Covid-19 pandemic: what is the impact on management methods?
Working from home has not been a common practice in companies. Up to now, most of the employees concerned were mainly managers, essentially in the IT and telecommunications sectors. We can see that the pandemic has suddenly and drastically changed the way we work. Confined to their homes, the employees have had to continue their activities from home and the HR departments had to provide them with the digital tools required to ensure continuity of the business plan.
Managers were suddenly forced to remotely monitor teams not used to using collaborative and information sharing tools. Work methods had to be reorganized and a framework had to be set up for working from home, with new rules for connecting to the network, working hours, taking breaks, and maintaining a life/work balance. According to HR professionals, some managers were able to rapidly set up collaborative methods and tools.
However, some lesser-equipped companies have resorted to ‘DIY’ methods and have been using collaborative platforms available on the Web.
Some managers have had difficulty handling the increased autonomy and responsibility of their teams and feel they are losing control. The pandemic has, however, overcome any resistance managers may have had to working from home.
How will working from home change after confinement?
Many HR departments hope to take advantage of the new methods and habits to accelerate their digital transformation and work towards a ‘managerial transformation’ – which has been in the works for several years – in order to promote initiative, autonomy and creativity.
Developing managers’ soft skills
The health crisis has also put the focus on interactions between people, and managers have had to develop their soft skills. Several HR departments have set up remote training courses for managers so they can develop their listening skills and allowing them to provide psychological assistance to their employees. During these difficult times, employees may feel anxiety and have to deal with sickness and even death. Despite crisis cells being set up and special centers that people can call, the managers are still the employees’ first point contact.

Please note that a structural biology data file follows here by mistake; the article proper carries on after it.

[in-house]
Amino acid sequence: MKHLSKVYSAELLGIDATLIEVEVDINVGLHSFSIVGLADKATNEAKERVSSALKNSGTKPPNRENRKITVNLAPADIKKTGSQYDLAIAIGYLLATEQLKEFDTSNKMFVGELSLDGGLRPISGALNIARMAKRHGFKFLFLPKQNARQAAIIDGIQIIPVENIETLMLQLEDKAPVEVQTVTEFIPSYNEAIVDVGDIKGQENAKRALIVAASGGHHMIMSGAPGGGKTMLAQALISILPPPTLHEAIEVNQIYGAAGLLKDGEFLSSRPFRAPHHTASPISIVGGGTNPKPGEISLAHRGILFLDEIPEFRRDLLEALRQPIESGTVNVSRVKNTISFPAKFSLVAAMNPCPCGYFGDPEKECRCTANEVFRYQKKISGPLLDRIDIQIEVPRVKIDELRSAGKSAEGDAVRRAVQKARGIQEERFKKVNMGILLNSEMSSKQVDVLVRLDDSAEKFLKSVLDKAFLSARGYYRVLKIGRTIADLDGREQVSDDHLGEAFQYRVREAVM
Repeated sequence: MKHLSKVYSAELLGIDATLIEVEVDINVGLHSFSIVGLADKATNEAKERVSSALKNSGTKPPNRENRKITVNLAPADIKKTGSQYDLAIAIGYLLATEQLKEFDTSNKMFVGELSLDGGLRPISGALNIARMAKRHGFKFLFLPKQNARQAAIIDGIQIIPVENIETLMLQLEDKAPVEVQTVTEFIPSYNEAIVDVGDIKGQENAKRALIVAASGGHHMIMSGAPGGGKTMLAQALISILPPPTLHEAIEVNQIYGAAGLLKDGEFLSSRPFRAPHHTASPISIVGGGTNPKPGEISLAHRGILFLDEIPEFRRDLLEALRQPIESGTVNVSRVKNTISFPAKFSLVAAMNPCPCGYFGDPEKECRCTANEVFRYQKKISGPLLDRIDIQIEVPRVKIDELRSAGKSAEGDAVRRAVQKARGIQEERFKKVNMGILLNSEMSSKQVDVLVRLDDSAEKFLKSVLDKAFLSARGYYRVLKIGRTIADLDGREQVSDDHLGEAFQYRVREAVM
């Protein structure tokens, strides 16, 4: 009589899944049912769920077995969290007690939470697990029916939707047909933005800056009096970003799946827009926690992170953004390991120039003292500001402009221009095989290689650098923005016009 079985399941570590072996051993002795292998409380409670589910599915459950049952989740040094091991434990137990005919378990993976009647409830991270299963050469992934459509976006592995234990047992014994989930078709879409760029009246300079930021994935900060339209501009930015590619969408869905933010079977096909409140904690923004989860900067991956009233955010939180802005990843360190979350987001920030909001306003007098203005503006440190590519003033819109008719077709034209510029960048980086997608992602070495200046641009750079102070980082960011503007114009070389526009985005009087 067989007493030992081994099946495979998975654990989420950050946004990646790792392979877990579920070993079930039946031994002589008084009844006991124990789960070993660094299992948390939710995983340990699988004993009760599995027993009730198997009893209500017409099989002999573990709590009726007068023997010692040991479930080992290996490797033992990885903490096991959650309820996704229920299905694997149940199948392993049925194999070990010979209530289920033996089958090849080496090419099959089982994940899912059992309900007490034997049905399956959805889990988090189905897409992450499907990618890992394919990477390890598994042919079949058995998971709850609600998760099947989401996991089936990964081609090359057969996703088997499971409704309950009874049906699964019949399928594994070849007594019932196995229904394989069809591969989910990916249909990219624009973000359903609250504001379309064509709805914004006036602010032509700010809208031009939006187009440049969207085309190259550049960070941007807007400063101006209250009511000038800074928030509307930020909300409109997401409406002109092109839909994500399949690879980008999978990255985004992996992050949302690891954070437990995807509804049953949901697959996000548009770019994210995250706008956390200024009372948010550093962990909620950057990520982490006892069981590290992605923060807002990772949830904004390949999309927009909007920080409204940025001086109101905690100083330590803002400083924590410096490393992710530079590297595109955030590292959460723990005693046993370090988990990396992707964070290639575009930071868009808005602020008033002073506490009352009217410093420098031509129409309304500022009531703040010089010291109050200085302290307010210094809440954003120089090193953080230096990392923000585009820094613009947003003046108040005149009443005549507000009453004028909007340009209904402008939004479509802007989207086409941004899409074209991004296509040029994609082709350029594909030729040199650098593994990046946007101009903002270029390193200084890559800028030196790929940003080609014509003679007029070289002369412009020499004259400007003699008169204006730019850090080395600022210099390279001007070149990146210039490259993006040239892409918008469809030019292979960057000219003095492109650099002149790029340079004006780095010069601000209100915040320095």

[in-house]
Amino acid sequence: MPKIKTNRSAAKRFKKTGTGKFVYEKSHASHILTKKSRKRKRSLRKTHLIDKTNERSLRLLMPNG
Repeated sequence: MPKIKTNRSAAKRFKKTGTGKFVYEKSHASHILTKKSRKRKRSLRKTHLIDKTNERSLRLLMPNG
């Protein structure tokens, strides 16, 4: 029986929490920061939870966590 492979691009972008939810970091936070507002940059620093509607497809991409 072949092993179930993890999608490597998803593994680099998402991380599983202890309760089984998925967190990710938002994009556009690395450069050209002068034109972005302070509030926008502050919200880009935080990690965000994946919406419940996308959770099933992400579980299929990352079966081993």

Increased communication to reassure
A company’s role during a crisis is to reassure employees and stay in contact with them and ask them how they are doing. Managers need to be able to send clear and reassuring messages and remain in contact through video conferencing. During this crisis, managers need to make special efforts to set up close communication. Employees are not only afraid of the coronavirus, but they also need to be reassured about the future of their jobs. What plans will be implemented? What will the post-crisis strategy be? What will happen to their jobs? They have to reassure and be informative, because there is a lot of ‘fake news’ on Covid-19. Managers are the key component of the communication system.
What happens after confinement is over?
Managers will also be on the forecront when things get back to normal. Many employees fear that reduced work hours will lead to termination. Companies will be greatly affected by the crisis and some will go bankrupt. How do we continue to reassure and motivate employees so that they go back to work with a positive outlook and planning for a better future? Evasive answers or ‘corporate’ speak’ will have little effect at a time when most people get their information from social media.
Employees have a lot of questions and require clear and concise answers and allowing them to express their concerns on special platforms would be useful. Managers should be dynamic when dealing with their teams. To prepare for a gradual return to work, some managers have been organizing activities on line (afterwork, games, etc), while others are providing coaching and even lessons in relaxation therapy. HR needs to start helping them.